Changing agricultural practices have dramatically altered the arable flora of Europe since the Second World War. We conducted a meta-analysis of the available literature to assess the dynamics of species richness and species traits in the arable flora across Europe during this time period. We found a total of 32 publications, yielding 53 data sets with an average number of 252 studied plots per data set. Average species number per plot of arable plants across all data sets declined by about 20%. However, twelve data sets showed an increase in average species number per plot, including all studies starting after 1980. Plant species preferring nutrient-rich sites, neophytes and monocotyledons generally increased since 1980, while characteristic or threatened species of arable weed communities further declined. This temporal development of the European arable flora suggests that the changes happening in agricultural management since the 1980s, such as organic farming and reduced pesticide input, may have helped slow the decline of the arable flora in terms of species number, but not in terms of characteristic or threatened arable weeds. Hence, more specific measures are necessary to stop decline of the latter, making sure that these measures are advantageous for rare and characteristic arable species, but not for harmful weeds. Weed Research © 2015 European Weed Research Society. Source

Stadler T.,Universitatsstrasse 16 | Degnan J.H.,University of Canterbury | Degnan J.H.,National Institute of Mathematical and Biological Synthesis
Algorithms for Molecular Biology | Year: 2012

Background: The ancestries of genes form gene trees which do not necessarily have the same topology as the species tree due to incomplete lineage sorting. Available algorithms determining the probability of a gene tree given a species tree require exponential computational runtime.Results: In this paper, we provide a polynomial time algorithm to calculate the probability of a ranked gene tree topology for a given species tree, where a ranked tree topology is a tree topology with the internal vertices being ordered. The probability of a gene tree topology can thus be calculated in polynomial time if the number of orderings of the internal vertices is a polynomial number. However, the complexity of calculating the probability of a gene tree topology with an exponential number of rankings for a given species tree remains unknown.Conclusions: Polynomial algorithms for calculating ranked gene tree probabilities may become useful in developing methodology to infer species trees based on a collection of gene trees, leading to a more accurate reconstruction of ancestral species relationships. © 2012 Stadler and Degnan; licensee BioMed Central Ltd. Source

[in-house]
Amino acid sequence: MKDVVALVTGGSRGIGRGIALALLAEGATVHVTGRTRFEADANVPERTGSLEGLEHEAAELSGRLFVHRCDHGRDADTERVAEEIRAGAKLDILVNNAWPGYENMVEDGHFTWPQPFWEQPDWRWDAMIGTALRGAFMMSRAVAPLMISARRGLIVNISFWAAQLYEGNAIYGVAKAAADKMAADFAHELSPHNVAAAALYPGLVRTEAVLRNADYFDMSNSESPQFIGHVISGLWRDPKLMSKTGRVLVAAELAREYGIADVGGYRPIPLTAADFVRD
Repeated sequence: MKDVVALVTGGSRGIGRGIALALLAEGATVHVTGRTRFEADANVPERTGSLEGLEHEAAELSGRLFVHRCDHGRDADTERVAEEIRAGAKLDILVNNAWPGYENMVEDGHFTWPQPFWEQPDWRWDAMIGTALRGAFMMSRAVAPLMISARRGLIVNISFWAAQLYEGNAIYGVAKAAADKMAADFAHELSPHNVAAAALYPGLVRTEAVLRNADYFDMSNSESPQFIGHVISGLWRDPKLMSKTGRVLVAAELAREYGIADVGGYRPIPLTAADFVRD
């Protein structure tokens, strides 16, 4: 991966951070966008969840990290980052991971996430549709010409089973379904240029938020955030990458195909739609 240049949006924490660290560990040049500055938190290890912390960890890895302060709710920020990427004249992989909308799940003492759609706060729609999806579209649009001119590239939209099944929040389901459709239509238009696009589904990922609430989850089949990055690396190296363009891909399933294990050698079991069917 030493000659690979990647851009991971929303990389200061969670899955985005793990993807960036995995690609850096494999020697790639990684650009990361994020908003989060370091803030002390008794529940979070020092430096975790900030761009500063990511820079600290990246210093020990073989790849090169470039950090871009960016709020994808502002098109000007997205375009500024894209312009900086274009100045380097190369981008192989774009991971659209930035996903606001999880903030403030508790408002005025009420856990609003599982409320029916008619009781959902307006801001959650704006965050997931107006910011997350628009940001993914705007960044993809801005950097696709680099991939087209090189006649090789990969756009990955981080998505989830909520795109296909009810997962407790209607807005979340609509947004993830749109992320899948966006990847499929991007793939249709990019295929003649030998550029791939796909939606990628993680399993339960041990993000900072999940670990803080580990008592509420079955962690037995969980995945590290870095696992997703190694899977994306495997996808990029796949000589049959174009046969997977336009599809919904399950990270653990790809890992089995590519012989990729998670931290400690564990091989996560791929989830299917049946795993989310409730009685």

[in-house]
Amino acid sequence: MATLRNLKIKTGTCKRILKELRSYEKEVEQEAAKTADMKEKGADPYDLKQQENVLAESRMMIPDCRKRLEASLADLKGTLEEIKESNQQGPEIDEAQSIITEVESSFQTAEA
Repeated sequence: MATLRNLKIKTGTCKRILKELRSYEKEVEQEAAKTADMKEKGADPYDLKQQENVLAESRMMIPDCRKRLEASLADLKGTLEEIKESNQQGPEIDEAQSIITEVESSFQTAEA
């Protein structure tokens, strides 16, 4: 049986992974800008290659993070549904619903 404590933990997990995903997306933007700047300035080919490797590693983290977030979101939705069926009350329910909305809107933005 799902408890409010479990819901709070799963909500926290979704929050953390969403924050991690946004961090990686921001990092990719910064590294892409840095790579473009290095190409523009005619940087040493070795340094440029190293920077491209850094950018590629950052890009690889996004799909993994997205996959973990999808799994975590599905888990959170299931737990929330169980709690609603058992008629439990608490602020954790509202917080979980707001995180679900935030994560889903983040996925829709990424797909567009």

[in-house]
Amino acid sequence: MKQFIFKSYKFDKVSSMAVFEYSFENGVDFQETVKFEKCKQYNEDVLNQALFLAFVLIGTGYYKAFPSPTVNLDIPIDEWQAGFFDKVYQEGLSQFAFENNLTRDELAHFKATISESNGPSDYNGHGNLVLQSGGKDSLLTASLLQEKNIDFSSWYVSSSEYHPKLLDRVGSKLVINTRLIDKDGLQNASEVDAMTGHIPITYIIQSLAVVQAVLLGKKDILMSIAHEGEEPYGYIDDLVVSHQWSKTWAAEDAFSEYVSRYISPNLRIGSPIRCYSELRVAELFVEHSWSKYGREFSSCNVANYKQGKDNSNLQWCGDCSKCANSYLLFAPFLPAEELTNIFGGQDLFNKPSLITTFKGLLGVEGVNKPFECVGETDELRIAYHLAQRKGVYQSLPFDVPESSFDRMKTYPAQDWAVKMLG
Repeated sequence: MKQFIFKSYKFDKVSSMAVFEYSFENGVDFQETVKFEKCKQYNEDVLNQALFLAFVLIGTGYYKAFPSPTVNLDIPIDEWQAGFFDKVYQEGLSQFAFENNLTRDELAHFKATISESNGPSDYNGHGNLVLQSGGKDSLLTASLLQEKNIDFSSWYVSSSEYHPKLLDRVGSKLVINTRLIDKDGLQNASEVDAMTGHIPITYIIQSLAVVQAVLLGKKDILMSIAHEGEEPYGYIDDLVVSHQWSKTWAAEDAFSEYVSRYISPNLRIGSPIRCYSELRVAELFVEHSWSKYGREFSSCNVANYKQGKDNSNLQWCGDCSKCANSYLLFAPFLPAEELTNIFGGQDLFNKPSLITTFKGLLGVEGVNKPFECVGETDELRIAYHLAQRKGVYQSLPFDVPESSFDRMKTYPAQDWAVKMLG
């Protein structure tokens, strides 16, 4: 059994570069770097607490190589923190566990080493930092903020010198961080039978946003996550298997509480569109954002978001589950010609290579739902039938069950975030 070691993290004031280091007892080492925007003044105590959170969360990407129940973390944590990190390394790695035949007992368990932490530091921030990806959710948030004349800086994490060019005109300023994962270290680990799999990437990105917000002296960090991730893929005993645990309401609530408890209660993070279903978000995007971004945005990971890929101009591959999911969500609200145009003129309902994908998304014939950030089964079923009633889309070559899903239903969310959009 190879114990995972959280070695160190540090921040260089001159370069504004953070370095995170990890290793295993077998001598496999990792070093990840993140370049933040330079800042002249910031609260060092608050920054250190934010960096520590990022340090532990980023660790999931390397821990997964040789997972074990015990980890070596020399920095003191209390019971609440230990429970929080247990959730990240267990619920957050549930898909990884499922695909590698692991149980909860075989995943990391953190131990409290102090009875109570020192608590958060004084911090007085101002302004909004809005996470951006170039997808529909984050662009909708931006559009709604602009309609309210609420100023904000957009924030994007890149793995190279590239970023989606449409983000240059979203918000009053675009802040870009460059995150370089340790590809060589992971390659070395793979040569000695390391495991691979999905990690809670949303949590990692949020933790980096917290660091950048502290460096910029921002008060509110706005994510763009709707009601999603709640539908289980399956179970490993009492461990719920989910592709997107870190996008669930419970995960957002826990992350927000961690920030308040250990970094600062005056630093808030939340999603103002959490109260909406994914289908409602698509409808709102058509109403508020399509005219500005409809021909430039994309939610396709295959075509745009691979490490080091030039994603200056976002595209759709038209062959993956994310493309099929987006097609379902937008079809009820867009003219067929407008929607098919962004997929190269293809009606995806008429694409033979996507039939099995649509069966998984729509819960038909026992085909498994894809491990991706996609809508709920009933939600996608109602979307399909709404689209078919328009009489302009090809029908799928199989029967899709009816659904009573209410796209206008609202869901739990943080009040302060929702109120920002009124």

Herrmann M.,Swiss Federal Institute of forest | Holderegger R.,Swiss Federal Institute of forest | Holderegger R.,Universitatsstrasse 16 | Van Strien M.J.,Swiss Federal Institute of forest | Van Strien M.J.,Universitatsstrasse 16
Molecular Ecology Resources | Year: 2013

The use of procedures for the automated scoring of amplified fragment length polymorphisms (AFLP) fragments has recently increased. Corresponding software does not only automatically score the presence or absence of AFLP fragments, but also allows an evaluation of how different settings of scoring parameters influence subsequent population genetic analyses. In this study, we used the automated scoring package rawgeno to evaluate how five scoring parameters influence the number of polymorphic bins and estimates of pairwise genetic differentiation between populations (Fst). Steps were implemented in r to automatically run the scoring process in rawgeno for a set of different parameter combinations. While we found the scoring parameters minimum bin width and minimum number of samples per bin to have only weak influence on pairwise Fst values, maximum bin width and bin reproducibility had much stronger effects. The minimum average bin fluorescence scoring parameter affected Fst values in an only moderate way. At a range of scoring parameters around the default settings of rawgeno, the number of polymorphic bins as well as pairwise Fst values stayed rather constant. This study thus shows the particularities of AFLP scoring, be it either manual or automatical, can have profound effects on subsequent population genetic analysis. © 2012 Blackwell Publishing Ltd. Source